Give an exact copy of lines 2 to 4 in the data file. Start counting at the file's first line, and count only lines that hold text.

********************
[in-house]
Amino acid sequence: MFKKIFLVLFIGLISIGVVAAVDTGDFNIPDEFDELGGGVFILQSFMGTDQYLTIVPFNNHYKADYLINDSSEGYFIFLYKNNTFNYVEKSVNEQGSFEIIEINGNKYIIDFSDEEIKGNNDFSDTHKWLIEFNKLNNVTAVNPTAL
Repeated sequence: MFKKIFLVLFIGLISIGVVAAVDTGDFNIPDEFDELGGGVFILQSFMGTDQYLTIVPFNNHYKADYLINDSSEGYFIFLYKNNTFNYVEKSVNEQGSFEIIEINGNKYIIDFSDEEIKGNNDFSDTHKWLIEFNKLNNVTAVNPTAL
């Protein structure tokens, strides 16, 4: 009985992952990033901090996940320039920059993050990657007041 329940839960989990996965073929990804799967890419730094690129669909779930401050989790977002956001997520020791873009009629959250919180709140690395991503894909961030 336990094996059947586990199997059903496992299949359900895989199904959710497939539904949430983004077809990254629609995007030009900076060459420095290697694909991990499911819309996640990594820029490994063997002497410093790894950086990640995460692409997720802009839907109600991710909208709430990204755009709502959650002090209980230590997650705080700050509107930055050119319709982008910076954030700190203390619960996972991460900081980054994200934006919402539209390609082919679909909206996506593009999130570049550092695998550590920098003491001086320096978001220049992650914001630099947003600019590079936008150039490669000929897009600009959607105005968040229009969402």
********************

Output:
Amino acid sequence: MFKKIFLVLFIGLISIGVVAAVDTGDFNIPDEFDELGGGVFILQSFMGTDQYLTIVPFNNHYKADYLINDSSEGYFIFLYKNNTFNYVEKSVNEQGSFEIIEINGNKYIIDFSDEEIKGNNDFSDTHKWLIEFNKLNNVTAVNPTAL
Repeated sequence: MFKKIFLVLFIGLISIGVVAAVDTGDFNIPDEFDELGGGVFILQSFMGTDQYLTIVPFNNHYKADYLINDSSEGYFIFLYKNNTFNYVEKSVNEQGSFEIIEINGNKYIIDFSDEEIKGNNDFSDTHKWLIEFNKLNNVTAVNPTAL
């Protein structure tokens, strides 16, 4: 009985992952990033901090996940320039920059993050990657007041 329940839960989990996965073929990804799967890419730094690129669909779930401050989790977002956001997520020791873009009629959250919180709140690395991503894909961030 336990094996059947586990199997059903496992299949359900895989199904959710497939539904949430983004077809990254629609995007030009900076060459420095290697694909991990499911819309996640990594820029490994063997002497410093790894950086990640995460692409997720802009839907109600991710909208709430990204755009709502959650002090209980230590997650705080700050509107930055050119319709982008910076954030700190203390619960996972991460900081980054994200934006919402539209390609082919679909909206996506593009999130570049550092695998550590920098003491001086320096978001220049992650914001630099947003600019590079936008150039490669000929897009600009959607105005968040229009969402």